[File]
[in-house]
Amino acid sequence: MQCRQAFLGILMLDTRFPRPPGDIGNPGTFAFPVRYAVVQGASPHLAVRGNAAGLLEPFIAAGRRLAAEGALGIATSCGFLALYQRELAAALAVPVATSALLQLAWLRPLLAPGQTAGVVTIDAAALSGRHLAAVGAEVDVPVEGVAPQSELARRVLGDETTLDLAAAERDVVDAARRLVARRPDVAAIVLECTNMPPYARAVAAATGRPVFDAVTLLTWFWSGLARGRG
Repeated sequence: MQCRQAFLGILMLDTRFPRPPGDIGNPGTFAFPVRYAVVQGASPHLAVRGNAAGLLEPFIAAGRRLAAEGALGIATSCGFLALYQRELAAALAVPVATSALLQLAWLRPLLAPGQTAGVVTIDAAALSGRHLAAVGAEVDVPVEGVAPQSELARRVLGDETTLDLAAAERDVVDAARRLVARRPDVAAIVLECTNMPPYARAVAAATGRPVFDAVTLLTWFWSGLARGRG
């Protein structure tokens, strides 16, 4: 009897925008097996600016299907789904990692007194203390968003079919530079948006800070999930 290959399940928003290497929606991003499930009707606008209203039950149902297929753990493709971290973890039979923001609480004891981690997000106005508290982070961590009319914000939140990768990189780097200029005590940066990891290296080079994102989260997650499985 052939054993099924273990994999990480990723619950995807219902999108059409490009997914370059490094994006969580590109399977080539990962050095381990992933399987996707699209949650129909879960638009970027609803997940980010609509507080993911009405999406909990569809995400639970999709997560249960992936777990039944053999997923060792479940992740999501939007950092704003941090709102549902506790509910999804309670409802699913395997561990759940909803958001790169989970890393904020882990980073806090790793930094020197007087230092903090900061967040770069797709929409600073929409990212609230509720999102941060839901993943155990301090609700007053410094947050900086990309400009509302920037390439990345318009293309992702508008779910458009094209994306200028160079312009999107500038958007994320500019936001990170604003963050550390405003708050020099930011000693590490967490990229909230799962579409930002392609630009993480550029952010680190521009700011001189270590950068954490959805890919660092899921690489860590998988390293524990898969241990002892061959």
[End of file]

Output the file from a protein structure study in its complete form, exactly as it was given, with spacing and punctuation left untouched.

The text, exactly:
[in-house]
Amino acid sequence: MQCRQAFLGILMLDTRFPRPPGDIGNPGTFAFPVRYAVVQGASPHLAVRGNAAGLLEPFIAAGRRLAAEGALGIATSCGFLALYQRELAAALAVPVATSALLQLAWLRPLLAPGQTAGVVTIDAAALSGRHLAAVGAEVDVPVEGVAPQSELARRVLGDETTLDLAAAERDVVDAARRLVARRPDVAAIVLECTNMPPYARAVAAATGRPVFDAVTLLTWFWSGLARGRG
Repeated sequence: MQCRQAFLGILMLDTRFPRPPGDIGNPGTFAFPVRYAVVQGASPHLAVRGNAAGLLEPFIAAGRRLAAEGALGIATSCGFLALYQRELAAALAVPVATSALLQLAWLRPLLAPGQTAGVVTIDAAALSGRHLAAVGAEVDVPVEGVAPQSELARRVLGDETTLDLAAAERDVVDAARRLVARRPDVAAIVLECTNMPPYARAVAAATGRPVFDAVTLLTWFWSGLARGRG
């Protein structure tokens, strides 16, 4: 009897925008097996600016299907789904990692007194203390968003079919530079948006800070999930 290959399940928003290497929606991003499930009707606008209203039950149902297929753990493709971290973890039979923001609480004891981690997000106005508290982070961590009319914000939140990768990189780097200029005590940066990891290296080079994102989260997650499985 052939054993099924273990994999990480990723619950995807219902999108059409490009997914370059490094994006969580590109399977080539990962050095381990992933399987996707699209949650129909879960638009970027609803997940980010609509507080993911009405999406909990569809995400639970999709997560249960992936777990039944053999997923060792479940992740999501939007950092704003941090709102549902506790509910999804309670409802699913395997561990759940909803958001790169989970890393904020882990980073806090790793930094020197007087230092903090900061967040770069797709929409600073929409990212609230509720999102941060839901993943155990301090609700007053410094947050900086990309400009509302920037390439990345318009293309992702508008779910458009094209994306200028160079312009999107500038958007994320500019936001990170604003963050550390405003708050020099930011000693590490967490990229909230799962579409930002392609630009993480550029952010680190521009700011001189270590950068954490959805890919660092899921690489860590998988390293524990898969241990002892061959």